FTP RMTSYS(ip_address) or FTP RMTSYS(host_name)

OS/400 FTP will automatically prompt the user for a valid OS/400 user profile name and password during this
stage. At this point, your FTP session is started and you can enter FTP commands.

Command 2: Specify that this is a DB2/400-only file transfer to simplify your file naming convention by
using the NAMEFMT command, as follows:


Command 3: Copy the CUSTOMERS file in the HERTVIK library to the same file and library name on the target
host machine by using the FTP PUT command:


Command 4: End the FTP session by entering the FTP QUIT Command:


This ends your FTP session and returns you to the OS/400 command line.

Figure 1: Use these commands to perform the example manual FTP transfer.


Figure 2: Enter these commands into the FTP input member, FTPINPUT.










Figure 3: This simple CL program runs the file transfer.

*************** Beginning of data *************************************
0001.00 Output redirected to a file.
0002.00 Input read from specified override file.
0003.00 Connecting to host at address
0004.00 port 21.
0005.00 220-QTCP at MC170.
0006.00 220 Connection will close if idle more than 166 minutes.
0007.00 Enter login ID (hertvik):
0008.00 331 Enter password.
0009.00 OS/400 is the remote operating system. The TCP/IP version is "V4R4M0".
0010.00 250 Now using naming format "0".
0011.00 Enter an FTP subcommand.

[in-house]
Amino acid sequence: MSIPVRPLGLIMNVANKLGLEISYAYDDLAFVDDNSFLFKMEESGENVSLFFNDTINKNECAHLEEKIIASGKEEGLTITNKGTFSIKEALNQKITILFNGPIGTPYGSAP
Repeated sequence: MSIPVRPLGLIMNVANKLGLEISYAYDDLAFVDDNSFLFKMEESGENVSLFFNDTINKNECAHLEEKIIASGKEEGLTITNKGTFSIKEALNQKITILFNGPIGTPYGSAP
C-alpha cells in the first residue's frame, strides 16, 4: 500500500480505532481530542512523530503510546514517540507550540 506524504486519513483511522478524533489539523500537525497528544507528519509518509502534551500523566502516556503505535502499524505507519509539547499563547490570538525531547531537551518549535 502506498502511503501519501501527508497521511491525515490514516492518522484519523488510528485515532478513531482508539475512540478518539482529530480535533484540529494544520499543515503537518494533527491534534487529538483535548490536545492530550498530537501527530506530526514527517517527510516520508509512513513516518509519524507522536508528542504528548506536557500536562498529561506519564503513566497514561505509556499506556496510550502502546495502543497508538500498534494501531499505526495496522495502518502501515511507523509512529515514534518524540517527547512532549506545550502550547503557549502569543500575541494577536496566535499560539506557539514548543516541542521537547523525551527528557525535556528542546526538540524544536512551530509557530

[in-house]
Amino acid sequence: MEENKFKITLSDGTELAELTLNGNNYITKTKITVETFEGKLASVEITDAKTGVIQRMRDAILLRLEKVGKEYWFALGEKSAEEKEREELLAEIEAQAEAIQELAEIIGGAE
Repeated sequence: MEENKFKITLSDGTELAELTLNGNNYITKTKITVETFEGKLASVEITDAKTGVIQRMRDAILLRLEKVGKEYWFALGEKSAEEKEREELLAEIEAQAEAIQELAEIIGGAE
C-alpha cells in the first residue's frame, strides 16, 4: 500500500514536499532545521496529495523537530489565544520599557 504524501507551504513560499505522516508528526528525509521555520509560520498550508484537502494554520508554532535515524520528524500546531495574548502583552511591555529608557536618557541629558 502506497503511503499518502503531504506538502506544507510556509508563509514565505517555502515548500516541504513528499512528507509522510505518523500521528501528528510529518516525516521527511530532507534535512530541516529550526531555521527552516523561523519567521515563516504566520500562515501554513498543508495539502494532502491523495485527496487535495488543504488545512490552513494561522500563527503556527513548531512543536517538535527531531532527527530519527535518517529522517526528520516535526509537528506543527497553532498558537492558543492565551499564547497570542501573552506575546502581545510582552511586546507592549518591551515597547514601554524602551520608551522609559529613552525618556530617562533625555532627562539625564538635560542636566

0012.00 > USER HERTVIK *****
0013.00 331 Enter password.
0014.00 230 HERTVIK logged on.
0015.00 OS/400 is the remote operating system. The TCP/IP version is "V4R4M0".
0016.00 250 Now using naming format "0".
0017.00 257 "HERTVIK" is current library.
0018.00 Enter an FTP subcommand.
0019.00 > NAMEFMT 0
0020.00 250 Now using naming format "0".
0021.00 Server NAMEFMT is 0.
0022.00 Client NAMEFMT is 0.
0023.00 Enter an FTP subcommand.
0025.00 227 Entering Passive Mode (192,168,10,1,21,152).
0026.00 150 Sending file to member CUSTOMER in file CUSTOMER in library HERTVIK
0027.00 250 File transfer completed successfully.
0028.00 63 bytes transferred in 0.005 seconds. Transfer rate 12.902 KB/sec.
0029.00 Enter an FTP subcommand.
0030.00 > QUIT
0031.00 221 QUIT subcommand received.
0032.00 Output redirected to a file.
0033.00 Input read from specified override file.

Figure 4: Always check the batch FTP output file after a batch transfer completes.